“In the decade before the pandemic, the number of pediatric flu deaths ranged from 37 in the 2011-12 season to 199 in the 2019-20 season,” Bryant told USA TODAY. “The final total for last season was 183 deaths. That’s a scary number for both parents and pediatricians.”

According to the CDC report, 103 of the 106 children who died by February of last year were eligible for vaccination and vaccination status was known for 81 of those. Of those children, 90% were not fully vaccinated against the flu. The CDC has been keeping track of pediatric flu deaths since 2004 but says the real number of cases is likely significantly underreported.

How to protect your kids from the flu

One of the first and most important steps for protecting your child from the flu is to vaccinate them against it, say experts.

“Vaccination is effective at preventing the most severe complication of flu,” said Bryant. “In some years, we see flu cases throughout the spring. It is not too late to receive a flu shot.”

What to know about Paxlovid: Paxlovid is a potential lifesaver. So why aren’t more people taking it?

Most children over the age of six months are eligible for their flu shots, which are especially important for kids under the age of five, the CDC says. Young children are more likely to develop serious symptoms and complications that require hospitalization, but vaccination reduces the severity and length of illnesses and decreases the rate of death and hospitalization.

Bryant said that some kids – including those younger than 5 years of age and especially children younger than 2 and/or kids who have chronic medical conditions – are more at risk for developing severe, complicated influenza. That said, she doesn’t want parents to think that because their child is otherwise healthy or older, they don’t have to worry about the flu, as it can cause complications for any child.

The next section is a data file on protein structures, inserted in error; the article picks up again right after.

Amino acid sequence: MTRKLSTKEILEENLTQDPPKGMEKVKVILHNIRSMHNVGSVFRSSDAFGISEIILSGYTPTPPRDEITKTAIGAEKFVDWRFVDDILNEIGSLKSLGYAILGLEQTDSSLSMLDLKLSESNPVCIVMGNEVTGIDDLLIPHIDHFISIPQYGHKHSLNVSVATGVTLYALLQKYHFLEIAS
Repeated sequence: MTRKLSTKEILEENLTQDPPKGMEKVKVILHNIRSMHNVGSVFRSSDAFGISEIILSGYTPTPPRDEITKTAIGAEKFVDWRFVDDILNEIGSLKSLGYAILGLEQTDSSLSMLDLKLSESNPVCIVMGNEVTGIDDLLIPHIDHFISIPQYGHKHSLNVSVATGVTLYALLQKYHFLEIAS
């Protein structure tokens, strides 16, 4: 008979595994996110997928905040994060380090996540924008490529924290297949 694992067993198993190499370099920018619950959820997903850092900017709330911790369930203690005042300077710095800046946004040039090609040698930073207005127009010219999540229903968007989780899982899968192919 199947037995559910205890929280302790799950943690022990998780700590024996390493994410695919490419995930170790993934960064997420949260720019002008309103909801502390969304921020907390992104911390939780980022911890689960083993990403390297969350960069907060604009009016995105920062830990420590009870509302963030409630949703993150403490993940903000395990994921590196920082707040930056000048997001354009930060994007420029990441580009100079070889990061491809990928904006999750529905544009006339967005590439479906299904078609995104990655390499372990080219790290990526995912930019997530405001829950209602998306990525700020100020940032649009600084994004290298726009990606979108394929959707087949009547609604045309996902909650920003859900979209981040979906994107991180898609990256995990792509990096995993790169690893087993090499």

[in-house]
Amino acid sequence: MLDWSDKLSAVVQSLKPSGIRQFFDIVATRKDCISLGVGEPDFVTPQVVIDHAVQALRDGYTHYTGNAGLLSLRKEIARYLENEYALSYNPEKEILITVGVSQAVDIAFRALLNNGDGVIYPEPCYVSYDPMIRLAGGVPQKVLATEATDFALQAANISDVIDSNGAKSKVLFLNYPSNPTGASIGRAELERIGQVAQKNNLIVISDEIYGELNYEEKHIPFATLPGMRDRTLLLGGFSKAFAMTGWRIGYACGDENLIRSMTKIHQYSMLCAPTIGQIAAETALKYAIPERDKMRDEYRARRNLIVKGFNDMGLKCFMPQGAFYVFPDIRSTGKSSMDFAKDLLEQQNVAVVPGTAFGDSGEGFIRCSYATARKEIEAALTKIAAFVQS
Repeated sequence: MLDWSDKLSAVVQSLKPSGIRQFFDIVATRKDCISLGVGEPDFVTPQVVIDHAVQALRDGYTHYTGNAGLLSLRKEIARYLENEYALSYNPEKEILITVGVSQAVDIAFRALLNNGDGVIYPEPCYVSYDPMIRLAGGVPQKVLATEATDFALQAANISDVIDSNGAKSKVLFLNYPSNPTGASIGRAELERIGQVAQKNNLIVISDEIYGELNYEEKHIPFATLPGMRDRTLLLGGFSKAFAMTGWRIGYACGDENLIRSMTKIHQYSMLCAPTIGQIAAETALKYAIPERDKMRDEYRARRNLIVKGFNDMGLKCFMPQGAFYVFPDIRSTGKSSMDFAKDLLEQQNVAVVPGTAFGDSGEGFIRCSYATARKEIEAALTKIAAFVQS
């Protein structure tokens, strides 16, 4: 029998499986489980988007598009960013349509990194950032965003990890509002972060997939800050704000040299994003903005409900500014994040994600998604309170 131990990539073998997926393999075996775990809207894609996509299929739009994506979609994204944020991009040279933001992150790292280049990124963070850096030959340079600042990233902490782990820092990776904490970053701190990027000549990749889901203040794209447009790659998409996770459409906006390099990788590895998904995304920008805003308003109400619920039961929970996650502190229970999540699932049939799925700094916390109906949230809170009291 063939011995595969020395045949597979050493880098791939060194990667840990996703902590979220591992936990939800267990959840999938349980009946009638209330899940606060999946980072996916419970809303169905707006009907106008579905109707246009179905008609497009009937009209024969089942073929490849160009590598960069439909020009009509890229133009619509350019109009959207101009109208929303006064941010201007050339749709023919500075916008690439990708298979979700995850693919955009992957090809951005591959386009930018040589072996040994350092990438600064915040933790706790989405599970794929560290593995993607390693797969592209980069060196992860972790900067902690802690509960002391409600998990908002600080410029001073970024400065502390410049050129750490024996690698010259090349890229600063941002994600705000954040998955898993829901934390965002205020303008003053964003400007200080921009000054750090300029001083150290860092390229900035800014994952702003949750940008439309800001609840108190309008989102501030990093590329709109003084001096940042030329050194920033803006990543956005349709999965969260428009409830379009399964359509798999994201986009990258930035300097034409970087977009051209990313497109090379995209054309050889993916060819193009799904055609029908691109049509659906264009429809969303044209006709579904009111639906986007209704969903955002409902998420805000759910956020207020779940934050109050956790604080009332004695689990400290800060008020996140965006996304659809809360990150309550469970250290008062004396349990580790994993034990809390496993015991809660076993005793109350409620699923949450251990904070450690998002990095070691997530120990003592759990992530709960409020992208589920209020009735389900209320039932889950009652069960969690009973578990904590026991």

“Last year, 65 of the first 106 pediatric flu deaths reported in the U.S. occurred in children 5 to 17 years of age. Typically, about half of pediatric flu deaths occur in children without underlying medical conditions,” said Bryant. “It can be really difficult to know which child will become really sick from flu, which is one reason that flu vaccine is recommended for everyone 6 months and older.”

Parents and caregivers of children too young to receive a flu shot should be immunized themselves, Bryant said. Keeping flu out of your home and immediate circle can also be a useful practice for keeping your kids healthy: she suggests minimizing contact with other people who are sick and practicing good handwashing and hygiene.